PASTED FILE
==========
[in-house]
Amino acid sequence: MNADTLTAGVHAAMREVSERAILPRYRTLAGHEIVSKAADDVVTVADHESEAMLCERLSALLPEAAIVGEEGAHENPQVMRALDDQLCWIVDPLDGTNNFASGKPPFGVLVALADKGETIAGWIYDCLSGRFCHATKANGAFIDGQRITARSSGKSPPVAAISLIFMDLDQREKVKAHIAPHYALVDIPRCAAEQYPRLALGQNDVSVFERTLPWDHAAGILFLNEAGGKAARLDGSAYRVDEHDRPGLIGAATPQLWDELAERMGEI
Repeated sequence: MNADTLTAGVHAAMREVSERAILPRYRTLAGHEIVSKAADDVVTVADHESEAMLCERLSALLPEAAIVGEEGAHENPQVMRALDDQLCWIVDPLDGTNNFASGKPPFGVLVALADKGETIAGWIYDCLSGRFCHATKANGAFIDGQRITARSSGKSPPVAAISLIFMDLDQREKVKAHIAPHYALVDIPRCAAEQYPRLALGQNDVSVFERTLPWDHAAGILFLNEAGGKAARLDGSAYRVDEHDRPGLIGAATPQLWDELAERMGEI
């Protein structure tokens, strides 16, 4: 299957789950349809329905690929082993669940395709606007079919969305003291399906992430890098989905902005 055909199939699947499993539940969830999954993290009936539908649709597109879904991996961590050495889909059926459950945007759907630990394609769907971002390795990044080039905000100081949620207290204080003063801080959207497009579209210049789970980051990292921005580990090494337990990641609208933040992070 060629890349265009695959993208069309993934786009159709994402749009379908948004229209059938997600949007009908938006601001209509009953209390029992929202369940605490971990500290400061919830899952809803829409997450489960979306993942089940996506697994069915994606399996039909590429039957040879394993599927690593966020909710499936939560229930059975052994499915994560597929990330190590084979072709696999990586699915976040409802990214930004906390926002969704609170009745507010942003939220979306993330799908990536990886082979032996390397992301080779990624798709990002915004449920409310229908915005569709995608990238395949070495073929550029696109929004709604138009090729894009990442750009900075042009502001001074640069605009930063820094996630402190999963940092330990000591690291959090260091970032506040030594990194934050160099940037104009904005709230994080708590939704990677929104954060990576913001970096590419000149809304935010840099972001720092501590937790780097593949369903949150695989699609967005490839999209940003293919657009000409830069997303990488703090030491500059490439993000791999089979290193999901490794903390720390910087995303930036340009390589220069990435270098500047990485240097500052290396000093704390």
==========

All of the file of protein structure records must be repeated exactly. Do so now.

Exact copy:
[in-house]
Amino acid sequence: MNADTLTAGVHAAMREVSERAILPRYRTLAGHEIVSKAADDVVTVADHESEAMLCERLSALLPEAAIVGEEGAHENPQVMRALDDQLCWIVDPLDGTNNFASGKPPFGVLVALADKGETIAGWIYDCLSGRFCHATKANGAFIDGQRITARSSGKSPPVAAISLIFMDLDQREKVKAHIAPHYALVDIPRCAAEQYPRLALGQNDVSVFERTLPWDHAAGILFLNEAGGKAARLDGSAYRVDEHDRPGLIGAATPQLWDELAERMGEI
Repeated sequence: MNADTLTAGVHAAMREVSERAILPRYRTLAGHEIVSKAADDVVTVADHESEAMLCERLSALLPEAAIVGEEGAHENPQVMRALDDQLCWIVDPLDGTNNFASGKPPFGVLVALADKGETIAGWIYDCLSGRFCHATKANGAFIDGQRITARSSGKSPPVAAISLIFMDLDQREKVKAHIAPHYALVDIPRCAAEQYPRLALGQNDVSVFERTLPWDHAAGILFLNEAGGKAARLDGSAYRVDEHDRPGLIGAATPQLWDELAERMGEI
């Protein structure tokens, strides 16, 4: 299957789950349809329905690929082993669940395709606007079919969305003291399906992430890098989905902005 055909199939699947499993539940969830999954993290009936539908649709597109879904991996961590050495889909059926459950945007759907630990394609769907971002390795990044080039905000100081949620207290204080003063801080959207497009579209210049789970980051990292921005580990090494337990990641609208933040992070 060629890349265009695959993208069309993934786009159709994402749009379908948004229209059938997600949007009908938006601001209509009953209390029992929202369940605490971990500290400061919830899952809803829409997450489960979306993942089940996506697994069915994606399996039909590429039957040879394993599927690593966020909710499936939560229930059975052994499915994560597929990330190590084979072709696999990586699915976040409802990214930004906390926002969704609170009745507010942003939220979306993330799908990536990886082979032996390397992301080779990624798709990002915004449920409310229908915005569709995608990238395949070495073929550029696109929004709604138009090729894009990442750009900075042009502001001074640069605009930063820094996630402190999963940092330990000591690291959090260091970032506040030594990194934050160099940037104009904005709230994080708590939704990677929104954060990576913001970096590419000149809304935010840099972001720092501590937790780097593949369903949150695989699609967005490839999209940003293919657009000409830069997303990488703090030491500059490439993000791999089979290193999901490794903390720390910087995303930036340009390589220069990435270098500047990485240097500052290396000093704390």